Ovarian hyperstimulation syndrome (OHSS)
What is OHSS?
OHSS is a systemic clinical disorder and is the most serious complication of infertility treatment, particularly IVF. Any patient undergoing ovulation induction is at risk of developing OHSS, although some are at more risk than others. Severe OHSS is a life threatening complication following ovarian stimulation
Incidence of OHSS
Despite careful monitoring, up to one-third of IVF treatment have been reported to be associated with mild forms of OHSS. Severe OHSS has been reported in 3-8% of IVF cycles (Delvigne and Rosenberg 2002).
How is OHSS diagnosed?
The symptoms usually begin within a week after the egg collection (early OHSS) or after a week from egg collection (late OHSS). Late OHSS is ore likely to be severe and to last longer than early OHSS. Ovarian hyperstimulation syndrome may be classified as mild, moderate or severe by symptoms, signs, biochemistry and blood tests and ultrasound scan findings. The majority of women have a mild or moderate form of the syndrome and invariably resolve within a few days unless pregnancy occurs, that may delay recovery. The worst cases tends to be associated with pregnancy. It is important to differentiate betwsen OHSS and other conditions that can present in a similar manner. These include ovarian torsion, haemorrhage and pelvic infection following egg collection, ectopic pregnancy and appendicitis.
- Mild OHSS- Patient may complain of abdominal discomfort, a bloated feeling and mild abdominal swelling and nausea. The ovaries are less than 8 cm
- Moderate OHSS- Symptoms of mild OHSS but the swelling and bloating is worse. Abdominal pain and vomiting. Ovarian are usually between 8-12 cm. Fluid may collect in the abdominal cavity (ascitis) causing discomfort.
- Severe OHSS- Symptoms of moderate OHSS but the swelling and bloating is worse. Abdominal pain and vomiting. The patient will feel ill and may suffer from shortness of breath and a reduction in the amount of urine produced. The varian size is usually more than 12 cm with large cysts.
Complications associated with severe OHHS include blood clotting disorders, kidney damage, respiratory failure and twisted ovary (ovarian torsion).
Causes of OHSS
Cause is unknown but it is likely due to the release of vasoactive products such as Vascular endothelial growth factor-A (VEGF-A) from the enlarged hyperstimulated ovaries caused by fertility drugs These vasoactive substances are released into circulation and causes blood vessels (capillaries) to leak fluid into the abdominal cavity (ascitis) , and in severe case into the space around the heart and the lungs (hydrothorax). Women at risk of developing OHSS include: (Tang et al. Human Reproduction 2006)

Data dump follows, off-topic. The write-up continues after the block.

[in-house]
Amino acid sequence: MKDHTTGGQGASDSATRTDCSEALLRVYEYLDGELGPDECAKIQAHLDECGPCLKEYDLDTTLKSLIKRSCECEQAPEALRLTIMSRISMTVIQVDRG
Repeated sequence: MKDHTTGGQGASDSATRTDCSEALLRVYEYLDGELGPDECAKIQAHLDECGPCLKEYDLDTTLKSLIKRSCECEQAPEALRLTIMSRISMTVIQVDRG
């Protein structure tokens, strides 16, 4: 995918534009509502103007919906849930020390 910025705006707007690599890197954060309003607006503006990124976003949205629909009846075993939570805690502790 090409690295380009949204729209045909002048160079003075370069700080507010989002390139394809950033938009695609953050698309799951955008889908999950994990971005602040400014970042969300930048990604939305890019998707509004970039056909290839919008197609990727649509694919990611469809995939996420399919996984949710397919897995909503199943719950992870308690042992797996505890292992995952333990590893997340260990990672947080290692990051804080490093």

Management options for women at risk of developing OHSS
- Withhold HCG administration until the blood estrogen levels drops to a safe level and ultrasound scan demonstrate fewer follicles.
- Proceed with the egg collection but adminster GnRH antagonist instead of HCG, inseminate the eggs but have any viable embryos frozen and not proceed to fresh embryo transfer in that cycle and undergo subsequent frozen embryo transfer treatment cycle. Concentrated human albumin may be given intravenously at the time of egg collection to reduce symptoms of OHSS.
- Coasting "withhold gonadotropin stimulation and continuing the agonist suppression until estrogen levels declines to acceptable levels before proceeding to egg collection".
- Cabergoline 0.5 mg tablet daily starting on the day of HCG injection and continue for 8 days have been shown to reduce the risk of severe OHSS
What is the treatment of OHSS?
There is no specific treatment. Therapy is based on supportive care until the condition resolve spontaneously. Treatment is guided by the severity of OHSS. Wome with mild OHSS and some women with moderate OHSS can be managed onan outpatient basis. Women with severe OHSS and some women with moderated OHSS require admission to the hospital.The aim of the treatment is to help relieving symptoms and prevent omplications. The treatment include the following:
- Checking blood pressure, heart rate, respiratory rate and temperature (every 4-6 hours) depending on clinical status), weight (daily), and measuring abdominal girth (daily)
- Monitoring of fluid intake and output (daily or more often as needed)
- Pain relief with drugs such as paracetamol or codeine. Opiates can be taken if pain is severe. Non steroidal antiinflammatory drugs should not be used because they may compromise kidney function.
- Antisickness drugs to help reduce sickness and vomiting.
- An intravenous drip for hydration and correction of any electrolyte imbalance
- Support tocking and heparin injection to prevent blood clot in the arms, head, neck,lung,and legs etc.
- Paracentesis (a thin needle or a rubber catheter is inserted into the abdomen to drain ascitic fluid) may be required if the abdomen is tense and swollen or there is shortness of breath from severe ascitis.
- Patient need to continue progesterone luteal support.